Okay, now the caveats: (A) My own view is that the state should get out of the marriage/union business all together. There really is no reason I can see that each person could not files taxes and own property individually. However, this would require a radical restructuring of the tax code that I am simply not qualified to address. So for now let’s leave that to the side. (B) There may be other (non-religious) arguments for why same-sex couples should not be afforded the same tax and property rights as heterosexual couples. I am not aware of any such arguments, but if they exist, they should be evaluated on their own merits. I am not even necessarily opposed to religious people, acting as political agents, leveling religious arguments against same-sex marriage. If there’s an argument to be made, by all means, let’s consider it. It’s just that, on my model, the argument cannot be what most of the arguments have amounted to: “well, that’s not what we Christians mean by marriage.” Of course it’s not! That’s the assumption that we’re starting with: the political practice of marriage is distinct from the religious sacrament.
Finally, religious people need not worry that, by affording the rights and privileges pertaining to state-sanctioned unions to same-sex couples, the government is somehow threatening the institution of marriage. For again, once we get into proper focus the distinction between what we do in churches, synagogues and mosques and what we do when we sign state marriage licenses, it becomes clear that these state-given rights and privileges have nothing to do with the religious sacrament of marriage. To the contrary, insofar as we believe that all people are created in the image of God, religious people should be the most out-spoken advocates for the equality of political rights for all people.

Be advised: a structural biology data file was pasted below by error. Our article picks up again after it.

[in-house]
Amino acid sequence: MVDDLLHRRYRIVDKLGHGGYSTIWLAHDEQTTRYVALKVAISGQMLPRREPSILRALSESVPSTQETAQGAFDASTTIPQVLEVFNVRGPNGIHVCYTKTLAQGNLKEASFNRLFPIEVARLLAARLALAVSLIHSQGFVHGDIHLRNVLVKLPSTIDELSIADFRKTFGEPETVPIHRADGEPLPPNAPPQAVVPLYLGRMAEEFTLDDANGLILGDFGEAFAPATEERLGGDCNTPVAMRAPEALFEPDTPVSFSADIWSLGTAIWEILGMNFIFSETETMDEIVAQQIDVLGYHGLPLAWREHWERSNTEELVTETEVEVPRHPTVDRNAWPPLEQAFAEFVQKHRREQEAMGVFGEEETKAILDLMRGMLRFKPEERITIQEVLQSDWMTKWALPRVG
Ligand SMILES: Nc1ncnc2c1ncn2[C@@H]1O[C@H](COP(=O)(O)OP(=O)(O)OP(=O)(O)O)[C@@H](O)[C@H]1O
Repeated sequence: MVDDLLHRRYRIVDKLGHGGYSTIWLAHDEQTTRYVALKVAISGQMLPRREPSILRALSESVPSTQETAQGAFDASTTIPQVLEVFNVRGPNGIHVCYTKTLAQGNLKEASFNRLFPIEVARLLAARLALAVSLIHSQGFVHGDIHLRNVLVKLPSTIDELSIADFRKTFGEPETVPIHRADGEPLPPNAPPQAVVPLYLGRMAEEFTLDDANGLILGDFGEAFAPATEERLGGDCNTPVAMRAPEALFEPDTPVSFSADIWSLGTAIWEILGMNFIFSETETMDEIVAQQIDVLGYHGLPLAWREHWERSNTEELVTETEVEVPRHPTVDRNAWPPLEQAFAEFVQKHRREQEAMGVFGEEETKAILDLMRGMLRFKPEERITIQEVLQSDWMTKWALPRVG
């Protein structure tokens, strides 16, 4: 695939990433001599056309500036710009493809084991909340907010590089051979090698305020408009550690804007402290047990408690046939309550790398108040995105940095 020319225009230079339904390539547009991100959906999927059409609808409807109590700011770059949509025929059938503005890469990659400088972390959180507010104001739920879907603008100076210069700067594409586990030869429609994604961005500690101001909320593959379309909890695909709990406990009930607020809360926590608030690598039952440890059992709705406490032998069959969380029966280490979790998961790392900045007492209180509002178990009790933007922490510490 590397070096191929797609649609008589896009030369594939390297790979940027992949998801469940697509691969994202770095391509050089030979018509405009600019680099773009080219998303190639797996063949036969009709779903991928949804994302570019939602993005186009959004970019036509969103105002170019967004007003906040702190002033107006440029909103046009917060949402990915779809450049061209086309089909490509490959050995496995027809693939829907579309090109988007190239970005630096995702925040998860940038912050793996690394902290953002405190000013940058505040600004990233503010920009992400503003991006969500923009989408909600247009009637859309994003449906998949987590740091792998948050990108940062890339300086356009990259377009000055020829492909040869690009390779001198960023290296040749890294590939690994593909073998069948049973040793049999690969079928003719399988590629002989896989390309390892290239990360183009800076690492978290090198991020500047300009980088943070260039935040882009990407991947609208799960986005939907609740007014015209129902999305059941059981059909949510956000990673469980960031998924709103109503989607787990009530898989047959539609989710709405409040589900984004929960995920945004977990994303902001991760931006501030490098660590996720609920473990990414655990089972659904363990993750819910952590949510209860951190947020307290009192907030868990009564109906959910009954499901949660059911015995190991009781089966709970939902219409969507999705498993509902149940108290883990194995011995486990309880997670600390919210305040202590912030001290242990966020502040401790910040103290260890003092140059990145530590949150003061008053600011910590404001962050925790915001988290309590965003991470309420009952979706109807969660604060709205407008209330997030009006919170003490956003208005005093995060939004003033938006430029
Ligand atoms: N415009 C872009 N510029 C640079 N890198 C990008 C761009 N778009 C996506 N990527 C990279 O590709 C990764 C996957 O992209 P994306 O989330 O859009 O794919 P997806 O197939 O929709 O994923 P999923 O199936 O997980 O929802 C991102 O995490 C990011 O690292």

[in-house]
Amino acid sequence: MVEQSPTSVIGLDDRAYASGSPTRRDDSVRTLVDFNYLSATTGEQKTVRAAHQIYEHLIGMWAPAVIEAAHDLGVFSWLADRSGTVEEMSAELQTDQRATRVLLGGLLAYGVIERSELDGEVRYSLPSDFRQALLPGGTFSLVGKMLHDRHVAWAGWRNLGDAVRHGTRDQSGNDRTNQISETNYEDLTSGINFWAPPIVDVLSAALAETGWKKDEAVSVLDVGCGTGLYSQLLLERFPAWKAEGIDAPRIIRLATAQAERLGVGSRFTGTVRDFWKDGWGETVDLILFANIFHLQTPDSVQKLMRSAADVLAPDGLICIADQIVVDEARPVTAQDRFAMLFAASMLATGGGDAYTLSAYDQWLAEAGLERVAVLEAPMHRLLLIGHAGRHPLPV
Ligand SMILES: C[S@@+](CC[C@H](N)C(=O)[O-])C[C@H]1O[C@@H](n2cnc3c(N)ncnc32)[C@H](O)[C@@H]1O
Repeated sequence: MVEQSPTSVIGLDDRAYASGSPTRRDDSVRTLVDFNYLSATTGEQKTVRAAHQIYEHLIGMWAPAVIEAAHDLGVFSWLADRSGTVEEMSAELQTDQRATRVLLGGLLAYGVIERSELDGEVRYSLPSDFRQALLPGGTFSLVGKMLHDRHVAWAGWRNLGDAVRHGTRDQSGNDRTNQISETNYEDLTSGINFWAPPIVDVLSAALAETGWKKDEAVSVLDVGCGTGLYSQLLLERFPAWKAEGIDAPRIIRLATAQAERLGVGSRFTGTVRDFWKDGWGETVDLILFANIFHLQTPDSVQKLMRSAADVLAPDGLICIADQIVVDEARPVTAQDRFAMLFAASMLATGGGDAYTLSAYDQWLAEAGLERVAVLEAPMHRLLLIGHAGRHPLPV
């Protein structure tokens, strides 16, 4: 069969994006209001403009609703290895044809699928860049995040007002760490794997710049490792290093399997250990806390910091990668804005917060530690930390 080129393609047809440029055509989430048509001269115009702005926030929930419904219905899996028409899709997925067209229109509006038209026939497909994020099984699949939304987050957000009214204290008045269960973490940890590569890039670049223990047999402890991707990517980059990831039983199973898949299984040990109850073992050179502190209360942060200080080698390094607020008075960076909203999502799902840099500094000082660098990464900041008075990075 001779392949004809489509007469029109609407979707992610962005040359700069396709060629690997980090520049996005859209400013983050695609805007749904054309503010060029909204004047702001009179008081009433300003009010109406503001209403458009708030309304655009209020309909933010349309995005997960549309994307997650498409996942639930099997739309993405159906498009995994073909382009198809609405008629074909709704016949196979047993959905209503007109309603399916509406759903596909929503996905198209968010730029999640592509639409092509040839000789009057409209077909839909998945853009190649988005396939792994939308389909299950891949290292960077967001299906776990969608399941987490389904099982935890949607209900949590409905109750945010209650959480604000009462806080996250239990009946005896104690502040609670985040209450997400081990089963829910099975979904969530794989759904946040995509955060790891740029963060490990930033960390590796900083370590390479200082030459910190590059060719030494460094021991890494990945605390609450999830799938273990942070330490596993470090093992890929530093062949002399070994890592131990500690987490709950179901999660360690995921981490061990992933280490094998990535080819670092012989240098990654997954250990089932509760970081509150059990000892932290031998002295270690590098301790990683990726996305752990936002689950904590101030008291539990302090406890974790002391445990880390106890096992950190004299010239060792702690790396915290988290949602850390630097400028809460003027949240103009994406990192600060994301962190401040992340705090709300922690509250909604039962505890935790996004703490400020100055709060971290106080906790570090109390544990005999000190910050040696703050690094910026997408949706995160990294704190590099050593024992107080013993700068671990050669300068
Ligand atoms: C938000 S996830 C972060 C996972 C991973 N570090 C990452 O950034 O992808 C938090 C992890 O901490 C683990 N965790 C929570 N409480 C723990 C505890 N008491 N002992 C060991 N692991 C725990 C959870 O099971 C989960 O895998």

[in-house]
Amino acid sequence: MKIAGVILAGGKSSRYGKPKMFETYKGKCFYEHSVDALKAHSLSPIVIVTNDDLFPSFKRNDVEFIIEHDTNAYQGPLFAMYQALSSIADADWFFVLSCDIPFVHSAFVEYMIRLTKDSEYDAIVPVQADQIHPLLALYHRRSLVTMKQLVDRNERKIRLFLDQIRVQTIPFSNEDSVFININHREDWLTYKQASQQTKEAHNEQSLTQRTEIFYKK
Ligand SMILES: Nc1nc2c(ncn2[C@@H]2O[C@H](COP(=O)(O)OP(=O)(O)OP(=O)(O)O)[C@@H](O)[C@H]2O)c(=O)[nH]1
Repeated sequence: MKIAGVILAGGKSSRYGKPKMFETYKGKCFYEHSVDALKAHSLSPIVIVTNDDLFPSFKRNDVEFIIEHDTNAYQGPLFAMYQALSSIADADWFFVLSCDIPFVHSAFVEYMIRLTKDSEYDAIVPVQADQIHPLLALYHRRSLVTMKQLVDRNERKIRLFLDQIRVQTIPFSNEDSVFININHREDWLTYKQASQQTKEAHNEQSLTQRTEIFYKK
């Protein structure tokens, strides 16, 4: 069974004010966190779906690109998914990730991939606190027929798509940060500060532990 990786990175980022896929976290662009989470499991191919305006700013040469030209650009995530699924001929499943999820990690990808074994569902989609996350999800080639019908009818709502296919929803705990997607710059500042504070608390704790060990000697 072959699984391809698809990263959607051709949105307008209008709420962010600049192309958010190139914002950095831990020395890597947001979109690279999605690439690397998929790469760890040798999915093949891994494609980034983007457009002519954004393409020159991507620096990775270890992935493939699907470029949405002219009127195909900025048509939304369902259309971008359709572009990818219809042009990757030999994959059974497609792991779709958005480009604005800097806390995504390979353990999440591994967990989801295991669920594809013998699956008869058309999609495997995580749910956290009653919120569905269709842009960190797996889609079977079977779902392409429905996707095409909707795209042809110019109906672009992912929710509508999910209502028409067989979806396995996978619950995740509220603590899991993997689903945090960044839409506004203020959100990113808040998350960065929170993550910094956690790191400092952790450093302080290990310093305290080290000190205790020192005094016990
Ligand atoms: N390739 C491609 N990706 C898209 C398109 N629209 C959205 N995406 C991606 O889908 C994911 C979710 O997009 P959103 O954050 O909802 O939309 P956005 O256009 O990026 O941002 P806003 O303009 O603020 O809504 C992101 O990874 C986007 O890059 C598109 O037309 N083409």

A word about words: It seems to some that the state should keep the language of marriage, because it seems to bestow upon a union a certain kind of honor, which also should be equally afforded to everyone. I want to say that I think the premise is right. After all, when two people get married they’re not just looking for tax breaks, but to give a certain legitimacy and formalization to their relationship. I don’t want my LGBT friends to be just my political equals; I want them to be honored as image bearers of God. I just don’t think that the state, in the nature of the case, has the power to give this kind of legitimacy or honor to anything (except maybe war heroes)—that’s just not what governments do. Many LGBT couples will find (and have found) churches, synagogues or mosques that will bless their unions and call them marriages. That’s a different theological question all together, one for which this post is far too long already, and it is far too late, for us to take up now. For the reasons I’ve mentioned above, I think it’s quite important that we make the distinction between the religious sacrament that happens in churches, synagogues and mosques and whatever happens when we sign state marriage licenses. One easy way to do that, it seems to me, is to call them by different names. But I’m not necessarily committed to doing that, so long as we understand that what we mean by the word is two entire different social practices. For what it’s worth, “marriage” is a religious word, and it’s not entirely clear to me why the state would want to use it as a label for what it’s doing by licensing a union. But I’m a theologian, not a political theorist, so I have no real opinion about that.